Tag: Design of Experiments (DOE)

Dyeing diecast vehicles with DOE redux

In a previous experiment, my father and I changed the color of diecast cars by placing them in fabric dye. A recent visit from my father allowed us to undertake the next experiment in our dyeing journey with some new ideas from my colleague Lou Valente. With the information gained

The QbD Column: Response surface methods and sequential exploration

George Box and K.B. Wilson introduced the idea of response surface methodology in a famous article[1] in 1951. There were several novel and extremely useful ideas in the article: Designed experiments can be a great tool in experimentally optimizing conditions. When feedback is rapid, there are great benefits to breaking

The QbD Column: Mixture designs

Scientists in the pharmaceutical industry must often determine product formulations. The properties of a formulation, or mixture, are usually a function of the relative proportions of the ingredients rather than their absolute amounts. So, in experiments with mixtures, a factorʹs value is its proportion in the mixture, which must fall

The QbD Column: Achieving robustness with stochastic emulators

In an earlier installment of The QbD Column titled A QbD factorial experiment, we described a case study where the focus was on modeling the effect of three process factors on one response, viscosity. Here, we expand on that case study to show how to optimize process parameters of a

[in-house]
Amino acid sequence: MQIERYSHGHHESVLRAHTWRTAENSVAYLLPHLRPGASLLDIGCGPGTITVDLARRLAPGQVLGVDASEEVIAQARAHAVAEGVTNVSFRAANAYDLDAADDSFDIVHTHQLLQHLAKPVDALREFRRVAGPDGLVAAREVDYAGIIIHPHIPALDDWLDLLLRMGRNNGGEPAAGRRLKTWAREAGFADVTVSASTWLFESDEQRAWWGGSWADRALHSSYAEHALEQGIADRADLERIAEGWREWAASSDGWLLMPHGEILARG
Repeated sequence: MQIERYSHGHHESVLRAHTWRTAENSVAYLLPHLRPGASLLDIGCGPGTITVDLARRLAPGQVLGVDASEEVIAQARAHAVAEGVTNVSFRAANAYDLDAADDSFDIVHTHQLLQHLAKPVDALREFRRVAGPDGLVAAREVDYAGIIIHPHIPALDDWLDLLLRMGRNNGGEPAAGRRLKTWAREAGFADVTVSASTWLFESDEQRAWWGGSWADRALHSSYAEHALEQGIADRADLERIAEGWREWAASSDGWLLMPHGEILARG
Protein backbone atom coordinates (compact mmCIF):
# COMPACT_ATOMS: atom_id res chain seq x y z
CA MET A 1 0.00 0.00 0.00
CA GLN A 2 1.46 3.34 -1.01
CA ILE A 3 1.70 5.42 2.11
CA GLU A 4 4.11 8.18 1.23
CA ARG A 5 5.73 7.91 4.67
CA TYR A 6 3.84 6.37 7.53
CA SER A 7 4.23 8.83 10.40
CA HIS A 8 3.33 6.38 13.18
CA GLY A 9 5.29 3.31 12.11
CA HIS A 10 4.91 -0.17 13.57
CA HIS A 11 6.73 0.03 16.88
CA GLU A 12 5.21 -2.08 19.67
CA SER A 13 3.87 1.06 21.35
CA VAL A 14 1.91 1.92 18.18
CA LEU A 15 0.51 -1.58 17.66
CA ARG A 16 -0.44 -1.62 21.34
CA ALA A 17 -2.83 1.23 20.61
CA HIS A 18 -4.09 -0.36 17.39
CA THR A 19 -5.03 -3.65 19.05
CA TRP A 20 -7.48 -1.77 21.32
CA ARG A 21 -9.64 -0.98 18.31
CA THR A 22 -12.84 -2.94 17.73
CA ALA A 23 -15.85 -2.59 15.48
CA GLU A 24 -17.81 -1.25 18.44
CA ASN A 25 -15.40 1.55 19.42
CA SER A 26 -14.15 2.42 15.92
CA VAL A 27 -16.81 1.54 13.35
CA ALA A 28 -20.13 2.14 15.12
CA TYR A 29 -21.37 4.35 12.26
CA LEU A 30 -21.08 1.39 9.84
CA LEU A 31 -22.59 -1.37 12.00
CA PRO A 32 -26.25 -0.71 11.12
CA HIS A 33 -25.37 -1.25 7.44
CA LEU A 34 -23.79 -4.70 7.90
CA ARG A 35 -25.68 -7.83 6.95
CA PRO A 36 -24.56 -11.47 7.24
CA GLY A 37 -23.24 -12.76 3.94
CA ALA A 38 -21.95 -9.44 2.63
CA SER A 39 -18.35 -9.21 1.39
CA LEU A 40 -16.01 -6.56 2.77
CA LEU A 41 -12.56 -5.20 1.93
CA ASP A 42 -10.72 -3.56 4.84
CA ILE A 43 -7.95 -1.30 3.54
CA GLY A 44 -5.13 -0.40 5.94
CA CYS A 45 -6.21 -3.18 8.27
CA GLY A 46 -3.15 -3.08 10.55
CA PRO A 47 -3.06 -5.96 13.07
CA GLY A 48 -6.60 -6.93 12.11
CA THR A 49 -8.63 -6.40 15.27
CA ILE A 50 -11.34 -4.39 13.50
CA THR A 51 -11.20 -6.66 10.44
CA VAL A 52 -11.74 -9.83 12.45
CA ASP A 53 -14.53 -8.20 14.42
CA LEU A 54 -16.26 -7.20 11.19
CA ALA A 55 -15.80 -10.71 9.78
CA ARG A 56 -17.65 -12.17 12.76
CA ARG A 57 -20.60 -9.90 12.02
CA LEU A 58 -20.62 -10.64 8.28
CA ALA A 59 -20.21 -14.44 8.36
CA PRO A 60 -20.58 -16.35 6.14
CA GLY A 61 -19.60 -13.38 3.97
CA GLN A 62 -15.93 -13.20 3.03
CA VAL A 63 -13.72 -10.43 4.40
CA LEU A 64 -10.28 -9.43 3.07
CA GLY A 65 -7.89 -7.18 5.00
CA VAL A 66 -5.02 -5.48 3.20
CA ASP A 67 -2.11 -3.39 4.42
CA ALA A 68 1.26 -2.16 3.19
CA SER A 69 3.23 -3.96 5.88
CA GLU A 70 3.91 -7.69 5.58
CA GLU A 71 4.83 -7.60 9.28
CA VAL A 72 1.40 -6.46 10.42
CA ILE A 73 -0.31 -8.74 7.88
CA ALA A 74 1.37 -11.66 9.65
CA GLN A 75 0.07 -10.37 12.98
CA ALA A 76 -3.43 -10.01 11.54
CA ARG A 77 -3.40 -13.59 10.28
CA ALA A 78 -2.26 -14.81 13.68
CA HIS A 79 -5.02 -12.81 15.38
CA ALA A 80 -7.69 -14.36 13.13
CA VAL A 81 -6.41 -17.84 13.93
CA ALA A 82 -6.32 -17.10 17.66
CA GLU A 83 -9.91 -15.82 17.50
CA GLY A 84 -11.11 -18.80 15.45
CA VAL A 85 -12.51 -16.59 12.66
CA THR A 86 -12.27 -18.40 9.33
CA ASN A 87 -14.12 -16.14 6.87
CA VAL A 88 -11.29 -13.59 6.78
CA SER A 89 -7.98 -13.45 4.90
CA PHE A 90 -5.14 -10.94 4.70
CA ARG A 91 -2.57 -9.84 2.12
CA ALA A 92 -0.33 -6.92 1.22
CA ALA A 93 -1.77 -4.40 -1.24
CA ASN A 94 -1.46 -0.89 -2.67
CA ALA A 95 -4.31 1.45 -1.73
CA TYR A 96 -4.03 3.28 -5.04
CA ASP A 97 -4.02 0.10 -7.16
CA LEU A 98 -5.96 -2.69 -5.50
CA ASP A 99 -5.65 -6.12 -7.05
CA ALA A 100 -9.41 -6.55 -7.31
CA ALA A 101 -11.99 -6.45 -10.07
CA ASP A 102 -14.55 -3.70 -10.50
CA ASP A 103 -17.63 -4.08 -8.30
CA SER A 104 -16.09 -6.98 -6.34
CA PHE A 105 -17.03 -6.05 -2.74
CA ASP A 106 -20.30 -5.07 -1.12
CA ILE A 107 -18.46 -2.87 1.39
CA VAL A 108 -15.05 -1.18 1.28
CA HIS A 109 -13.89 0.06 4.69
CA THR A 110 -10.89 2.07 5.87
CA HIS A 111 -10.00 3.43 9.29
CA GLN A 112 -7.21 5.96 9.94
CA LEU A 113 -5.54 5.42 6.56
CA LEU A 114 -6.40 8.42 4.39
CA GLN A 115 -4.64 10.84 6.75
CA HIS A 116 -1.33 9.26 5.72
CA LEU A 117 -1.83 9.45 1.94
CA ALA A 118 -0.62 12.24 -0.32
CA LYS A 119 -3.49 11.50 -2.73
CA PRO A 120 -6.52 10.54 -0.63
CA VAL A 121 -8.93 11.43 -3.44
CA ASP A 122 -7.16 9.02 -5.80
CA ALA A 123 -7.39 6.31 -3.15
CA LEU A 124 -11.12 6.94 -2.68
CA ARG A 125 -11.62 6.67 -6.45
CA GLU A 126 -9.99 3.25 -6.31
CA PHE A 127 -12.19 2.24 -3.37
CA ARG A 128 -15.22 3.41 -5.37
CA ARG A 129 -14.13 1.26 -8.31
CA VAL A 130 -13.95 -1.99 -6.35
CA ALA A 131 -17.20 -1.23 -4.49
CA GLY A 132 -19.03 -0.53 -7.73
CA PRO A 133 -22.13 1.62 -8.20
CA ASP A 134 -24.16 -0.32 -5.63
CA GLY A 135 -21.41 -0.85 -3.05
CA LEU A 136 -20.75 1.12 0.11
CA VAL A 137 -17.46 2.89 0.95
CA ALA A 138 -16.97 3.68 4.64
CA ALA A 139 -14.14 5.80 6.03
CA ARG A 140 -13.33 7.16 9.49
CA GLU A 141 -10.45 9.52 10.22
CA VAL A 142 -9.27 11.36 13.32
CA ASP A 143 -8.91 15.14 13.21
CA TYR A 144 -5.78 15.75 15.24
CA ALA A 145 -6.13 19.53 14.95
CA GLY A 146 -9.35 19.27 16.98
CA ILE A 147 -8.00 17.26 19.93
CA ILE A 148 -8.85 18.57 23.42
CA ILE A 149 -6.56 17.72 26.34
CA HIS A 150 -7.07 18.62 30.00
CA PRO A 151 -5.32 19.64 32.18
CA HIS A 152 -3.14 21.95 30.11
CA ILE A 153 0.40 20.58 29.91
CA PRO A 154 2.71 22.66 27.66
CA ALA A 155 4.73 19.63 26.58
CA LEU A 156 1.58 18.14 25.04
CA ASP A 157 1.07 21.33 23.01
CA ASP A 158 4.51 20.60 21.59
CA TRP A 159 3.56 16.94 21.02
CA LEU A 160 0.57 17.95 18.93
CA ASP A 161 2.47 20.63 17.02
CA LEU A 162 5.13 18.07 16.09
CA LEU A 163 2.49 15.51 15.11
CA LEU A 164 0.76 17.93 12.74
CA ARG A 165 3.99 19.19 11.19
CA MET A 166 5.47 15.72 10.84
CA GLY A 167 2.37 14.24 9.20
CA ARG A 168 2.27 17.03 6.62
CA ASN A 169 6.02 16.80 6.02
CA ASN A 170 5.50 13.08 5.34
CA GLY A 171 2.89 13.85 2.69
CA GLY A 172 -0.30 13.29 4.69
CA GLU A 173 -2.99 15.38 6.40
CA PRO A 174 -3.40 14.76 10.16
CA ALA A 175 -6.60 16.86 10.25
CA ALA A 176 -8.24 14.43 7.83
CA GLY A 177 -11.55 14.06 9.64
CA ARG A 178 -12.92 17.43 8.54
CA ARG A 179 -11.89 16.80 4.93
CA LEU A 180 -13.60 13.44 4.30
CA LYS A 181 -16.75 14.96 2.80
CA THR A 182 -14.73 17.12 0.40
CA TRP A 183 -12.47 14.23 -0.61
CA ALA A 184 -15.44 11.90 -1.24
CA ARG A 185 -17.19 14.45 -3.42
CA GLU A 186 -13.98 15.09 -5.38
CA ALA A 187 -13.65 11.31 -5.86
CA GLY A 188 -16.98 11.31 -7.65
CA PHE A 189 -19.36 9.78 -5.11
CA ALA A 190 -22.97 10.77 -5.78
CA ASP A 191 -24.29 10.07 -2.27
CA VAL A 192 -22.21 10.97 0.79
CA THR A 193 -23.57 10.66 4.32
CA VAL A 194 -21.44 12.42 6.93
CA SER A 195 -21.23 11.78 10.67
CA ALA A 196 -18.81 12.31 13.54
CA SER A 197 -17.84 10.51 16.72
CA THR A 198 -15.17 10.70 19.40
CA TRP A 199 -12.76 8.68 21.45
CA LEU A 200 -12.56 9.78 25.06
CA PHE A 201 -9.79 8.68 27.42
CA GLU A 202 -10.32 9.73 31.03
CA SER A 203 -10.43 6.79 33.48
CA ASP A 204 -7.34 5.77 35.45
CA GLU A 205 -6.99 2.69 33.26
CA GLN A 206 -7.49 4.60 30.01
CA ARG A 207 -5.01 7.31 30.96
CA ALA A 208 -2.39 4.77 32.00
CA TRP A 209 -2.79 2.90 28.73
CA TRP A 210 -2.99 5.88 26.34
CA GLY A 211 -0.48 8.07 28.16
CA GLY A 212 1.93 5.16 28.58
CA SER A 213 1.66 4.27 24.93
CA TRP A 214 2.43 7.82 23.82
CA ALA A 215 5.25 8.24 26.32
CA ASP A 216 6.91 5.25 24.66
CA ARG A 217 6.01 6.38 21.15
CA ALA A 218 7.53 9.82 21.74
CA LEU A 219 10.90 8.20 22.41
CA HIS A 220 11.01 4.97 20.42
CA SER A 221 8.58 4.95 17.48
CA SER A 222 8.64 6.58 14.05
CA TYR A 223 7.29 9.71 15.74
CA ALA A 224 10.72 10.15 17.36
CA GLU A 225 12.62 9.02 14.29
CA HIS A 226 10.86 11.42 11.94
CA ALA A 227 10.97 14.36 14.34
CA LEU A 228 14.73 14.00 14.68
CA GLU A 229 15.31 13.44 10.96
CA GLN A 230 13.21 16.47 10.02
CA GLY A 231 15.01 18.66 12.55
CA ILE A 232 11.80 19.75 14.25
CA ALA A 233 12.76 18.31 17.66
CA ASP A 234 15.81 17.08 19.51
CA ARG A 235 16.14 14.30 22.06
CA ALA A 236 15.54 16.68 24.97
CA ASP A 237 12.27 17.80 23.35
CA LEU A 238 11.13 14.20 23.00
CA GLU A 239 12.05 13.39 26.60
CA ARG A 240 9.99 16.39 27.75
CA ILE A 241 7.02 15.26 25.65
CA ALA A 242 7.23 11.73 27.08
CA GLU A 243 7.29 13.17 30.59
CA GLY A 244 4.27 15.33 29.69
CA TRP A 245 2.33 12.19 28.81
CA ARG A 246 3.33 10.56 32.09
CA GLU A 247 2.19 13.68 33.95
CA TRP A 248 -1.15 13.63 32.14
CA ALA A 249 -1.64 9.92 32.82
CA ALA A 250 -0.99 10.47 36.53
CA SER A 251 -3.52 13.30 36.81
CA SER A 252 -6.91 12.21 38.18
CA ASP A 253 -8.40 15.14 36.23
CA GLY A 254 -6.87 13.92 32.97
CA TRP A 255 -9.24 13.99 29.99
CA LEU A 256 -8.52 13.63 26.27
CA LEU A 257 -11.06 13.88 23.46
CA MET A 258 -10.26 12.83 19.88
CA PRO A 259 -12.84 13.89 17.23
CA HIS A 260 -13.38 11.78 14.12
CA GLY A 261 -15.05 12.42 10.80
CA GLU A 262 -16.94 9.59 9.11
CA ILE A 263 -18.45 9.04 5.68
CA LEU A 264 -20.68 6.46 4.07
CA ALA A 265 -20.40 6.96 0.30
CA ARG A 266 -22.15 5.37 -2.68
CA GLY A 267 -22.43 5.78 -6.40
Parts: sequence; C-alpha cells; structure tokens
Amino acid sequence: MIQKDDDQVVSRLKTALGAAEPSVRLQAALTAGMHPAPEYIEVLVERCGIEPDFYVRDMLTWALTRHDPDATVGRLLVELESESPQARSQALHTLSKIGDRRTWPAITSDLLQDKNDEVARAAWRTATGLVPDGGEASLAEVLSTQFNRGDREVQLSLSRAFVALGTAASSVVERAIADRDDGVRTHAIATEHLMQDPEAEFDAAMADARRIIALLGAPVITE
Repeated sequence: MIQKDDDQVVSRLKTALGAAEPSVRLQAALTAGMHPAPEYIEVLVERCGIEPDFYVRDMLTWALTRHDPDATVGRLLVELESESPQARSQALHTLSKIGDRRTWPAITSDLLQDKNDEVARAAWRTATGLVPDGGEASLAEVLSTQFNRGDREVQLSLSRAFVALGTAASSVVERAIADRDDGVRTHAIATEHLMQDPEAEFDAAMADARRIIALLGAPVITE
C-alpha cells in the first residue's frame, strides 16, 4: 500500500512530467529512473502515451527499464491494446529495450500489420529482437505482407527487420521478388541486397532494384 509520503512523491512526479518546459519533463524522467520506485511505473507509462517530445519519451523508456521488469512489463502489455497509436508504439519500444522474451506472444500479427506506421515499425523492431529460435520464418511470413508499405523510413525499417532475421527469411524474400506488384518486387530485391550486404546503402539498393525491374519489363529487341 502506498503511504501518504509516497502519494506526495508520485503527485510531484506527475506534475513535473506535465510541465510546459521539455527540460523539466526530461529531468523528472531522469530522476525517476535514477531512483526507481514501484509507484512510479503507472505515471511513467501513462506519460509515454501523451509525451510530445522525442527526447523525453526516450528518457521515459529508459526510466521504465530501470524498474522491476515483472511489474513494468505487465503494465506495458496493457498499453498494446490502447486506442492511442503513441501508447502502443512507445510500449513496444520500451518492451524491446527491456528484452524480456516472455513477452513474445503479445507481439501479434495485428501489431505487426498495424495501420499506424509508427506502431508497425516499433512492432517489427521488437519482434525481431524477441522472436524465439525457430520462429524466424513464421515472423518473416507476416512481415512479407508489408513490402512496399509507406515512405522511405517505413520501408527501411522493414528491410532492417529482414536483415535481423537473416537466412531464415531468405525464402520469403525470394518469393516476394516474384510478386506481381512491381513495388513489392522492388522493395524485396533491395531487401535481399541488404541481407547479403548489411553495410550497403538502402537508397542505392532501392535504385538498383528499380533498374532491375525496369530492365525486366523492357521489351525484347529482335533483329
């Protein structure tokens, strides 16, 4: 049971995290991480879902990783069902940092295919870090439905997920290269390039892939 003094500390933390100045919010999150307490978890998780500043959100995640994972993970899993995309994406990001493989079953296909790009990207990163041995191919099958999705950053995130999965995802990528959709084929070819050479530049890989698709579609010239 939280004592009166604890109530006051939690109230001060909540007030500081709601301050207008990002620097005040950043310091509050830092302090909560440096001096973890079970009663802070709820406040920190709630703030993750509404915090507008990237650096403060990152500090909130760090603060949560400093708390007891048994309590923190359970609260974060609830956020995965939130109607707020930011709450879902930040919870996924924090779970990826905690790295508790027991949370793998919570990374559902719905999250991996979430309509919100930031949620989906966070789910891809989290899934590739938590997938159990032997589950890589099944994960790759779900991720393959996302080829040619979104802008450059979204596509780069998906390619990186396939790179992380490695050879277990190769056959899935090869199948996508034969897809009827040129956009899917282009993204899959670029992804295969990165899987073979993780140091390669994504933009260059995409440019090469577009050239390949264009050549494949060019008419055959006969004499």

Potato chip smackdown: Winners and losers

When I was growing up in the Midwest (Columbia, MO, to be precise), flavored potato chips were a favorite of mine. Though I preferred sour cream and onion, barbecue would do in a pinch. Imagine my delight, then, when my colleague Ryan Lekivetz informed me that our neighbors to the

Potato chip smackdown: US vs. Canada

I grew up in Canada, where ketchup potato chips were a staple at most children's birthday parties. As a huge fan of these ketchup chips, I was unsure whether my enjoyment of the wonderful flavor was simply nostalgia and whether other people unfamiliar with the flavor would show any love

Discovery Summit 2015 live blog: Doug Montgomery

Arizona State University professor Doug Montgomery gives a keynote speech at Discovery Summit 2015 in San Diego, California, titled "The Flight of the Phoenix." Montgomery, a professor of engineering and statistics, discusses the reasons that some people believed that design of experiments was no longer of interest, and new developments

Chocolate smackdown: The final analysis

Recently, my colleague Ryan Lekivetz wrote about our trip to Discovery Summit Europe in Brussels and our plan to test whether Belgian chocolate was really better-tasting than US chocolate. Ryan has blogged in detail about the constraints of designing the study, as well as the factors involved. In this blog

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